If defined benefit pension funds de-risk in a rising yield environment, and defined contribution plans grow in assets, what impact will this have on hedge funds? Joel Hartley, investment consultant, Lane Clark & Peacock The defined contribution (DC) space is not particularly accommodating to hedge funds, with the liquidity terms and high fees in particular presenting two significant obstacles. However, it is questionable whether DC members should only have access to funds with daily or weekly liquidity. If any investor is able to lock money away, one could argue it is the 25-year-old DC member with 40 years of saving ahead of them. Daily dealt low-fat Ucits versions of hedge funds aren’t necessarily the answer. Why should investors be forced to compromise with a watered-down, constrained version of what is ultimately meant to be an unconstrained investment? In my view, much work is needed to broaden the range of funds and strategies available to DC investors. Despite the expected trend from higher to lower-risk assets, the impact on hedge funds may be less obvious. Many pension funds view their hedge fund allocation as a less volatile performance asset. As such, de-risking tends to be focused, at least initially, on moving out of equities, as this tends to have the most meaningful impact on reducing risk. Hedge funds could even be a beneficiary. Some schemes may switch from equities to lower-risk hedge funds/multi-asset funds as an interim step in their de-risking journey, especially with current low yields making bonds unattractive to many. The popularity of leveraged liability driven investment (LDI) strategies could also present an interesting opportunity for hedge funds. These strategies, in place of physical bonds, allow schemes to hedge interest rate and inflation risk in a more capital efficient way. A key consideration when using leveraged LDI is how to invest the cash collateral supporting the hedging programme, and absolute return investments are a natural fit here, given their focus on capital preservation and ‘cash plus’ objectives. Jon Exley, pensions partner, KPMG It is questionable that pension funds divide their physical assets between ‘matching’ and ‘growth’, with the latter including hedge funds. In practice, pension funds with LDI programmes are largely able to separate the decision to reduce asset risk from the decision to hedge interest rate and inflation risk. The main factor that has discouraged hedging of the latter two risks has tended to be the levels available – apparently low interest rates and high inflation break-evens – rather than funding levels. Both weakly and strongly funded schemes would probably have hedged if the market rates had been appealing. On this front, however, we are sceptical as to whether rates will rise as rapidly as the market expects and inflation break-evens are unlikely to fall substantially. Indeed, given the limitations on supply, it seems inevitable that the pace of hedging will always be moderated by capacity constraints – especially if government issuance declines as the economy recovers. This natural moderation based on supply and demand dynamics suggests to us that the ‘flood of money’ argument and any positioning to take advantage of this needs to be tempered. However, the general improvement in funding levels due to asset performance, significant company contributions and moderate rises in rates, benefiting unhedged schemes, have reduced demand for aggressive return targets and changed the attitudes of many pension funds nearing full funding. In this context, we are now seeing a new focus on assets that deliver a ‘no surprises’ journey over the remaining short, five to 10-year path to full funding and less appetite for assets with more aggressive return targets and less certainty of delivery. The main impact of this trend to date has been on physical equity allocations. Indeed, this quest for stable returns could potentially have played well into demand for hedge funds if they had weathered the financial storm more successfully. However, although some hedge fund strategies have clearly delivered reliable returns, the disappointing experiences of many pension funds have tended to push perceptions of hedge funds more towards equity-type assets at precisely the time when more credit-like return profiles are being sought. Given the relative sizes of defined benefit (DB) and DC assets, the general conservatism of DC pension strategies, the daily pricing and liquidity requirements and the impact of the UK 2014 budget, allowing DC members to target cash at retirement, there is in our view quite limited DC pension fund demand for hedge funds although there is no doubt that there will be some lower volume demand from the more sophisticated investors – particularly those who use the new flexibility of DC plans to manage their own ‘do it yourself’ drawdown annuity. In summary, we are sceptical about any great sell-off in gilt markets and believe that this market will be moderated by the pension fund demand if and when yields rise or inflation break-evens fall. Although equities have to date seen the most significant asset allocation reductions, we do believe that demand for hedge funds will decline as pension funds focus on their ‘end game’ and as stability of return becomes a critical consideration. DC arrangements may generate some demand from more sophisticated investors, but this is unlikely to replace the DB allocations. Hedge funds will instead need to adapt their product offering if they wish to maintain their overall markets share of the UK pension market in the longer term. Hartwig Kos, investment director, global multi-asset group, Barings While I agree that pension funds might switch their low-risk alternative investments into index-linked bonds as they become more attractive, such substitution is in my view likely to be only marginal. Taking a step back, I would say that a rising yield environment has more profound implications on the asset management industry as a whole, as it makes it more attractive for corporates to engage in buy-out solutions for their pension liabilities. Nonetheless, we are still a far way off such yield levels and the path there might well trigger a little renaissance for hedge fund investments. From a diversification – as well as a return – perspective, hedge funds have not been the most attractive asset class over the last five years. Fixed income assets, on the other hand, were highly effective diversifiers with staggering performance over that time period. Now asset allocators face a profoundly different environment. So far, they have benefited from a positive correlation between bond yield levels and equity market returns. The question is how long such a positive correlation is likely to last. It is not unfeasible to picture a scenario where rising bond yields are associated with falling equity markets. In such an environment, asset allocators will desperately look for new diversifiers and hedge funds might just fit the bill. Stuart MacDonald, managing director, Aquila Capital Institutional inflows – notably from DB pension schemes – have underpinned the post-crisis recovery and the continued growth of hedge funds’ assets under management. It has, however, been suggested that, as broader economic conditions improve, and amid concerns in some quarters about potentially rising interest rates, DB schemes will lock in gains in risk assets and improved funding rates. Does this de-risking pose a threat to hedge funds? The answer is almost certainly ‘no’. The case for hedge funds’ ability to offer superior risk-adjusted returns is autonomous of such considerations. Their potential for growth in institutional portfolios is nowhere near exhausted. By their nature, hedge funds are agile enough to adapt their scope as market conditions and investors’ requirements change. The real challenge is a more positive one: to plug effectively into other sources of capital, such as the growing DC market. Liquid alternatives’ proliferation may be a threat as well as an opportunity, but the growth in US ‘40 Act funds against the backdrop of the relaxation on advertising through the Jobs Act, and the growing footprint of hedge fund strategies using Ucits structures in Europe show that the industry retains its adaptability. The industry must nevertheless be responsive to changing conditions. For example, what might the effects be on, say, monetary policy – and therefore on markets – or on demand for hedge funds of schemes switching into inflation-linked bonds? The best managers will be able to respond effectively. We should bear in mind, though, that consensus views on future outcomes, especially noise from market commentators, are notoriously unreliable. It is probably more helpful to examine investors’ actual views and intentions. For example, in mid-2013, when sentiment about rates was at its nadir, Aquila surveyed more than 150 institutional investors throughout Europe. One of the most interesting results was that fewer than 20% believe in the much-vaunted ‘great rotation’ out of bonds. As a reflection of this, a majority intends to hold fixed income exposures steady or to increase them in the next three years. Whether investors’ intentions will remain steady is moot. We can, however, be sure that conditions are in flux and that for every talented hedge fund manager who can generate attractive performance, there will be others unable to make the correct calls. Aquila’s own response to uncertainty and institutional investors’ demand for effective solutions has been through its risk-parity strategies. These eschew forecasting future returns at the level of specific sectors or stocks. Instead, these systematically combine uncorrelated assets that benefit from different conditions. So, for a broad-based approach to capturing the potential risk premiums sustainably across highly liquid asset classes, our portfolios are a risk-weighted blend of equities, government bonds, commodities and short-term rates. For investors who, by choice or necessity, maintain fixed income exposures, we manage risk-weighted allocations across government bonds, inflation linkers, corporate bonds and emerging markets exposures. In each case, falls in one asset class should typically be counterbalanced by rises in another. Bechara Azar, senior analyst, and Ramez Chalhoub, managing director, business development and investor relations, Innocap As far as asset allocation is concerned, we tend to believe that the traditional equity and fixed income allocation within DB pension fund allocations are more likely to suffer if the plans were to switch some of their allocation to inflation-linked bonds. Hedge funds are part of alternative asset allocation and fall under the ‘alpha’ bucket, which plays a different role in pension fund portfolios than traditional fixed income investments or inflation-linked bonds. They are used as a diversification tool with little regard to current market conditions and typically will at least partially hedge interest rate exposure. In addition, we believe that an increase in inflation expectation should bring more assets to hedge funds buying structured credit instruments linked to real estate. Some of those securities have positive interest duration, so when rates rise, their market value generally decreases. That component of rates is relatively easy to hedge in portfolios. If money flowing into inflation-linked bonds was to support bond prices generally and eventually impact the course of monetary policy, this would create further opportunities for hedge funds to generate profits and potentially drive more assets into the alpha bucket of pension plans. For example, the regime switch could generate greater volatility in rates, which would be beneficial to fixed income arbitrageurs via longer-dated forward volatility trades. Roll-down strategies along the very steep government bond curves are also attractive to take advantage of any easing in purchases that might see longer dated rates rise. Other funds will build options and swaptions-based strategies that seek to minimise negative carry if interest rates do not move, but offer potentially rewarding returns in the event that rates do rise significantly over a short period of time. Accordingly, we do not believe that hedge funds are likely to experience a wave of redemptions linked to a rotation into inflation-linked bonds. Simon Jagger, director, Jagger & Associates Evidence from our client base suggests few pension fund trustees are now interested, not least because of the declining trend in returns for both individual funds and for funds of funds, and even fewer trustees have managed to overcome the hurdles normally associated with hedge fund investment to proceed with an investment. They have been deterred by transparency, liquidity, low regulation, gearing/shorting, high fee rates and difficulty in selecting a manager. Some clients of ours that did go into hedge funds in the early 2000s have had to deal with their managers needing to operate side-pockets over the last five years or so, simply because the schemes did not exit the products before the credit crunch started. DC-specific features could make creation of DC-suitable hedge fund products difficult in the UK. For example, DC schemes have a typical requirement for daily liquidity and a transparent fee structure, so the proposed 0.75% a year fee cap for default auto-enrolment funds could be a problem, plus there is the need for member communications. Increasing gilt yields could well lead to increased funding positions for schemes that have not matched off all their interest rate risk, and could trigger a move from return-seeking assets, such as hedge funds, into bond assets or some form of annuity buy-in or buy-out, which just means the insurer buying the bonds instead. However, the UK’s total combined private and funded public pension scheme liabilities are estimated to be at least £1.6 trillion, and generally of medium and long-dated maturity. The available comparable maturity area of the combined gilts and sterling corporate bond market is considerably smaller, particularly once you allow for non-pension fund investors, such as insurance companies, holding some of it. Any material medium or long-term gilt yield rises, such as arising from short-term interest rates moving back up to more historically conventional levels, would probably get countered to some extent by institutional investors de-risking. If hedge funds experience high withdrawals, then you could argue that further culling of poor performing funds would be a good thing for the industry, although the scope for redemption lock-ins would probably result in a gradual exit rather than mass exodus....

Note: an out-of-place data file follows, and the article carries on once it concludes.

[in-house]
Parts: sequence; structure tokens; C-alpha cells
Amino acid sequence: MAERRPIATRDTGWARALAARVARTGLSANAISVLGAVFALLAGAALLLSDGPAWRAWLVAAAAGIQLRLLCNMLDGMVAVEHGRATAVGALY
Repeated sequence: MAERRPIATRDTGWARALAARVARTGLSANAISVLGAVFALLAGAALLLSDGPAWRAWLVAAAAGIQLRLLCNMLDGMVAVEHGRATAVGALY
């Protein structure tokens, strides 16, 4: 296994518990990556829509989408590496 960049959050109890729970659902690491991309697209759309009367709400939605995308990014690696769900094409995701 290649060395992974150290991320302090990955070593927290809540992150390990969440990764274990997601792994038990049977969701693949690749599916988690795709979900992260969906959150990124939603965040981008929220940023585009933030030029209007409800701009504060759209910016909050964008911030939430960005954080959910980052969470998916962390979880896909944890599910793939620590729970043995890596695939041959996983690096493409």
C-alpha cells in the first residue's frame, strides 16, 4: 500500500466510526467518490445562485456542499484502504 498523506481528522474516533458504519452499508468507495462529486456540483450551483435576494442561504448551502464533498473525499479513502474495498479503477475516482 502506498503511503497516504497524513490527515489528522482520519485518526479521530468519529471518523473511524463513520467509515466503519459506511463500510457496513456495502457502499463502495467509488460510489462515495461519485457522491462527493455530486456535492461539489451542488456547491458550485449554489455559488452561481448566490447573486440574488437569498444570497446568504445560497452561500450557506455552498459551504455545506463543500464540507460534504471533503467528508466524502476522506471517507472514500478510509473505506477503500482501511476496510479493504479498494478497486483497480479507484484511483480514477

Start a FREE trial or subscribe to continue reading:
Start a 4 week free trial
Try Risk.net's premium content for a limited period. Register now for your FREE trial to one of our leading brands.
*not available to previous trialists or subscribers.
Log In or Subscribe Now
Subscribe to Risk.net Business now to access all our premium news & features content for 1 year.
Pay by Credit Card for immediate access.